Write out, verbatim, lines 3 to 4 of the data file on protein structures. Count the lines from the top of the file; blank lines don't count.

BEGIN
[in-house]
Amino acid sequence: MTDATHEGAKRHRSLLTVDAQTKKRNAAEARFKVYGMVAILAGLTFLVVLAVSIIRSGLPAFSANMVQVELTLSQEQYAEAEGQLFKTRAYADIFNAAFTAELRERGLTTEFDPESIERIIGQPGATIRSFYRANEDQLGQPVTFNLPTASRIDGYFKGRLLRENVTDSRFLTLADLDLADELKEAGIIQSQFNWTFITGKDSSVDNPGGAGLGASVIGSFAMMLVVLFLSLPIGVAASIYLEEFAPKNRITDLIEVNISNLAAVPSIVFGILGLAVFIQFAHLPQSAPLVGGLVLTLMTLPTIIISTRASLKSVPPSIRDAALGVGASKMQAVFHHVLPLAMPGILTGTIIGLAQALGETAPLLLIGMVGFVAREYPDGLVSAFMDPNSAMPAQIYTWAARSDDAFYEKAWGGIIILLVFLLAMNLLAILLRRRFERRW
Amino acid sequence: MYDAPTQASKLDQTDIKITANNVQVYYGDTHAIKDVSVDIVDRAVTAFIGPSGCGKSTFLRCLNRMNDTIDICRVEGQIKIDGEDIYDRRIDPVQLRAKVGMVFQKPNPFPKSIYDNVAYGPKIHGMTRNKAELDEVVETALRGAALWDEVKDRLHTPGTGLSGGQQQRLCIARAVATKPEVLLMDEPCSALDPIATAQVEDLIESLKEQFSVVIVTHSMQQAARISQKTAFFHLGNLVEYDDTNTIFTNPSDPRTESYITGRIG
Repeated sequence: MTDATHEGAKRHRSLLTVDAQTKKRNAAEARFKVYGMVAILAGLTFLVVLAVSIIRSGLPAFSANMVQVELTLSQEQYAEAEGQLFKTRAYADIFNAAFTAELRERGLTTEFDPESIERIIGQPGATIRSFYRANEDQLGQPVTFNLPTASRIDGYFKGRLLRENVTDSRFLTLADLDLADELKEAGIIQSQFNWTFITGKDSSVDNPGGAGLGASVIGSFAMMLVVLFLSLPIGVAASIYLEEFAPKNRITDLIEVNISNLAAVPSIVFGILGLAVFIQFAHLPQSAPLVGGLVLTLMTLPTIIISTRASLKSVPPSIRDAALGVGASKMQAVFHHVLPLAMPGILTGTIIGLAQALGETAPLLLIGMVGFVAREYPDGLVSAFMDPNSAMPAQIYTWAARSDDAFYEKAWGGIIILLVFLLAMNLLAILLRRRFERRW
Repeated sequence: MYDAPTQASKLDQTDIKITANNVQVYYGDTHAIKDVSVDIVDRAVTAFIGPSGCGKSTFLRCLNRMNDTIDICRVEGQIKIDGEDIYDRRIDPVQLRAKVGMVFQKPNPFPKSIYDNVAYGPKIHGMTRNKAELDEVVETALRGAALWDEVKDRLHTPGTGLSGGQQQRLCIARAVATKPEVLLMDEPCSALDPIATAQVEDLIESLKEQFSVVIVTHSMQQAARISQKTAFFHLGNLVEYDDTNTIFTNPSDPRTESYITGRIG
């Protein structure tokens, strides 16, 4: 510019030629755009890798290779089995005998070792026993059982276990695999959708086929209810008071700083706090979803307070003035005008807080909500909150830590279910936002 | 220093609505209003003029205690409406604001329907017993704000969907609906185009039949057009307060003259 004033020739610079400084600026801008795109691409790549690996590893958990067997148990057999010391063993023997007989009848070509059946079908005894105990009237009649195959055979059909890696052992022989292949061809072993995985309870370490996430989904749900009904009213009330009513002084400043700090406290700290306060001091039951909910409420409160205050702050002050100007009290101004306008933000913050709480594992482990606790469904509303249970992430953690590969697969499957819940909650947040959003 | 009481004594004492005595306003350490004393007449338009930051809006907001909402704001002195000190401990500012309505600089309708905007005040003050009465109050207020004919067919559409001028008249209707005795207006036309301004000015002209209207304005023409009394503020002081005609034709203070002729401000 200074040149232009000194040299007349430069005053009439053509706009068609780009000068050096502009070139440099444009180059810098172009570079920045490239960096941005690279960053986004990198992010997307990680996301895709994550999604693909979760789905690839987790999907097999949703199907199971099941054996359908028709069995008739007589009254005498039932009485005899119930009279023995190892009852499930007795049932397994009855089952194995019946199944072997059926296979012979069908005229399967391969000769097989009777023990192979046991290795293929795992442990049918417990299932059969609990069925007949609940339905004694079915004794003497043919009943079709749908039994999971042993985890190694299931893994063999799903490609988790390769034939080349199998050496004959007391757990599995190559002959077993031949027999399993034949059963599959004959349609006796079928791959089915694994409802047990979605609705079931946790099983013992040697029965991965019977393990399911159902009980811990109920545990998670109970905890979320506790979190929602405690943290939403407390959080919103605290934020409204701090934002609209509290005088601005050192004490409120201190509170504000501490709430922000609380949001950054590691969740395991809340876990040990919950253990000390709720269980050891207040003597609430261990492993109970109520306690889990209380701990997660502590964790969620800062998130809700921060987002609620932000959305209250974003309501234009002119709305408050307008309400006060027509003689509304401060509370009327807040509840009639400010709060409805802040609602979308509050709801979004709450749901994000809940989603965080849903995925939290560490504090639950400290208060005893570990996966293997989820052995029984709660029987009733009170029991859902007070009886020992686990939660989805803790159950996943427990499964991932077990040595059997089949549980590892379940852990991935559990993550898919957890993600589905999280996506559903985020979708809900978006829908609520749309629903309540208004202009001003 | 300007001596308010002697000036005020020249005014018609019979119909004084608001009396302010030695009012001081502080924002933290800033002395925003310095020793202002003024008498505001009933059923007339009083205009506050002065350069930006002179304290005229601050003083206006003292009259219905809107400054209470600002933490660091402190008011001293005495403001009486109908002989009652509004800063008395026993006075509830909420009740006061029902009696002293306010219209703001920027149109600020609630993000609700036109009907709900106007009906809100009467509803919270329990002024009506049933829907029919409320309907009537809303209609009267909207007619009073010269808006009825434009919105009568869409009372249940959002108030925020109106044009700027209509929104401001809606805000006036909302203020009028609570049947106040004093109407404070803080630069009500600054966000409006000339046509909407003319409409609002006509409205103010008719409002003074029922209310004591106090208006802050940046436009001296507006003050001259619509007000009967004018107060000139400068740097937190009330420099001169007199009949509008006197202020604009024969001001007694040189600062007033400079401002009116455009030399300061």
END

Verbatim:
Amino acid sequence: MYDAPTQASKLDQTDIKITANNVQVYYGDTHAIKDVSVDIVDRAVTAFIGPSGCGKSTFLRCLNRMNDTIDICRVEGQIKIDGEDIYDRRIDPVQLRAKVGMVFQKPNPFPKSIYDNVAYGPKIHGMTRNKAELDEVVETALRGAALWDEVKDRLHTPGTGLSGGQQQRLCIARAVATKPEVLLMDEPCSALDPIATAQVEDLIESLKEQFSVVIVTHSMQQAARISQKTAFFHLGNLVEYDDTNTIFTNPSDPRTESYITGRIG
Repeated sequence: MTDATHEGAKRHRSLLTVDAQTKKRNAAEARFKVYGMVAILAGLTFLVVLAVSIIRSGLPAFSANMVQVELTLSQEQYAEAEGQLFKTRAYADIFNAAFTAELRERGLTTEFDPESIERIIGQPGATIRSFYRANEDQLGQPVTFNLPTASRIDGYFKGRLLRENVTDSRFLTLADLDLADELKEAGIIQSQFNWTFITGKDSSVDNPGGAGLGASVIGSFAMMLVVLFLSLPIGVAASIYLEEFAPKNRITDLIEVNISNLAAVPSIVFGILGLAVFIQFAHLPQSAPLVGGLVLTLMTLPTIIISTRASLKSVPPSIRDAALGVGASKMQAVFHHVLPLAMPGILTGTIIGLAQALGETAPLLLIGMVGFVAREYPDGLVSAFMDPNSAMPAQIYTWAARSDDAFYEKAWGGIIILLVFLLAMNLLAILLRRRFERRW